Thrilling—a spirited, poignant coming-of-age vignette and an intriguing window into a little-known chapter in vaudeville...

BLUFFTON

MY SUMMERS WITH BUSTER

In this winsome, sparely spun graphic novel by Phelan (The Storm in the Barn, 2011), Henry Harrison gets a tantalizing taste of the outside world when a young Buster Keaton and more vacationing vaudevillians tumble into his small Michigan town.

The scene opens on a tranquil Muskegon street, with a glimpse of the suspender-sporting Henry sweeping up his dad’s hardware store. Strolling men in bowler hats, long-skirted women and a June 1908 calendar offer the initial whiff of an era long gone. Nothing like an elephant to shake things up! When the show people come to town one summer, nearby Bluffton springs to life, as does Henry’s yearslong infatuation with Buster Keaton, who, wincingly, was then best known as the tossed-around but indestructible “Human Mop.” Frame by frame, in pencil and watercolor, the artist captures the joys of lakeside summers of fishing, baseball and harmless pranks, all the while skillfully communicating the emotional intensity of youth. Despite the painful sense of longing the worldly Buster stirs up in Henry, a 1927 epilogue of sorts assures readers that Henry finds his own path in life…and his own special brand of show biz. An author’s note explains that the Actors’ Colony at Bluffton really did exist, from 1908 to 1938.

Thrilling—a spirited, poignant coming-of-age vignette and an intriguing window into a little-known chapter in vaudeville history. (art not seen in full color) (author’s note) (Graphic historical fiction. 9-12)

Pub Date: July 23, 2013

ISBN: 978-0-7636-5079-7

Page Count: 240

Publisher: Candlewick

Review Posted Online: May 29, 2013

Kirkus Reviews Issue: June 15, 2013

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Japanese-American Aki and her family operate an asparagus farm in Westminster, Calif., until they are summarily uprooted and...

SYLVIA & AKI

Two third-grade girls in California suffer the dehumanizing effects of racial segregation after the Japanese attack Pearl Harbor in 1942 in this moving story based on true events in the lives of Sylvia Mendez and Aki Munemitsu.

Japanese-American Aki and her family operate an asparagus farm in Westminster, Calif., until they are summarily uprooted and dispatched to an internment camp in Poston, Ariz., for the duration of World War II. As Aki endures the humiliation and deprivation of the hot, cramped barracks, she wonders if there’s “something wrong with being Japanese.” Sylvia’s Mexican-American family leases the Munemitsu farm. She expects to attend the local school but faces disappointment when authorities assign her to a separate, second-rate school for Mexican kids. In response, Sylvia’s father brings a legal action against the school district arguing against segregation in what eventually becomes a successful landmark case. Their lives intersect after Sylvia finds Aki’s doll, meets her in Poston and sends her letters. Working with material from interviews, Conkling alternates between Aki and Sylvia’s stories, telling them in the third person from the war’s start in 1942 through its end in 1945, with an epilogue updating Sylvia’s story to 1955.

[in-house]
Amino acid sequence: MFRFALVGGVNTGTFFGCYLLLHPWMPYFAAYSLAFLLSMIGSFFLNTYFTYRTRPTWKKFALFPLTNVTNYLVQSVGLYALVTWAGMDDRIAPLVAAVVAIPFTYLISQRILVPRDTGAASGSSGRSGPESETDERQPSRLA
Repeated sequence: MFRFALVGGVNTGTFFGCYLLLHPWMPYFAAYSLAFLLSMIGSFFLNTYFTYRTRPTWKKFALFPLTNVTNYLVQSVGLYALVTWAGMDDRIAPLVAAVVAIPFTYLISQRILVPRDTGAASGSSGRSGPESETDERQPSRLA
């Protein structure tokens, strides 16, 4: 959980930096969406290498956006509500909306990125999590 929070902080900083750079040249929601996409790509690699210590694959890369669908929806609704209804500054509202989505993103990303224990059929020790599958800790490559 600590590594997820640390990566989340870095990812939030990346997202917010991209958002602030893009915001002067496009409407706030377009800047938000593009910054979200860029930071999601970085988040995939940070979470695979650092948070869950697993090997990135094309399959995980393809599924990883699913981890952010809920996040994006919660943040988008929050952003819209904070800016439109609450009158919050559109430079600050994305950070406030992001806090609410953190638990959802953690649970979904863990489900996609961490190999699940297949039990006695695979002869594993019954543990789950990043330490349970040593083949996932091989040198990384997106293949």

Pub Date: July 12, 2011

ISBN: 978-1-58246-337-7

Page Count: 160

Publisher: Tricycle

Review Posted Online: May 20, 2011

Kirkus Reviews Issue: June 1, 2011

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An inspiring sports story all the way to the buzzer.

WE ARE FAMILY

Basketball is life in Lorain, Ohio.

A group of seventh graders have different reasons for joining Hoop Group, an elite youth basketball program. Jayden, who lives in a tiny, cramped house with his mother and grandmother, desperately needs the money playing for the NBA would bring. Chris’ uncle made it out of Lorain and into the NBA, but he doesn’t share his uncle’s skills and can’t quite live up to his father’s expectations. Tamika’s dad was Hoop Group’s coach before Parkinson’s disease put the team’s future in jeopardy; she has a lot to prove and dreams of being the next Pat Summitt. Dex and his hardworking single mom are struggling with poverty, but he just loves the game––especially the Cleveland Cavs. And Anthony, frankly, doesn’t have much of a choice; it was either join this character-building group or face expulsion from school. A makeshift team of preteens with a lot on their plates, they discover as much about themselves (and one another) off the court as they do on it. The authors present a convincing argument about the value of basketball beyond points on the board and big contracts. The characters’ dreams are relatable along with the book’s universally valuable emphasis on hard work and perseverance. But the specifics about what it takes to make it in basketball and the fast-paced on-court action provide something special for young fans of the game. Main characters read as Black.

An inspiring sports story all the way to the buzzer. (Fiction. 9-12)

Pub Date: Aug. 31, 2021

ISBN: 978-0-06-297109-8

Page Count: 256

Publisher: Harper/HarperCollins

Review Posted Online: July 8, 2021

Kirkus Reviews Issue: Aug. 1, 2021

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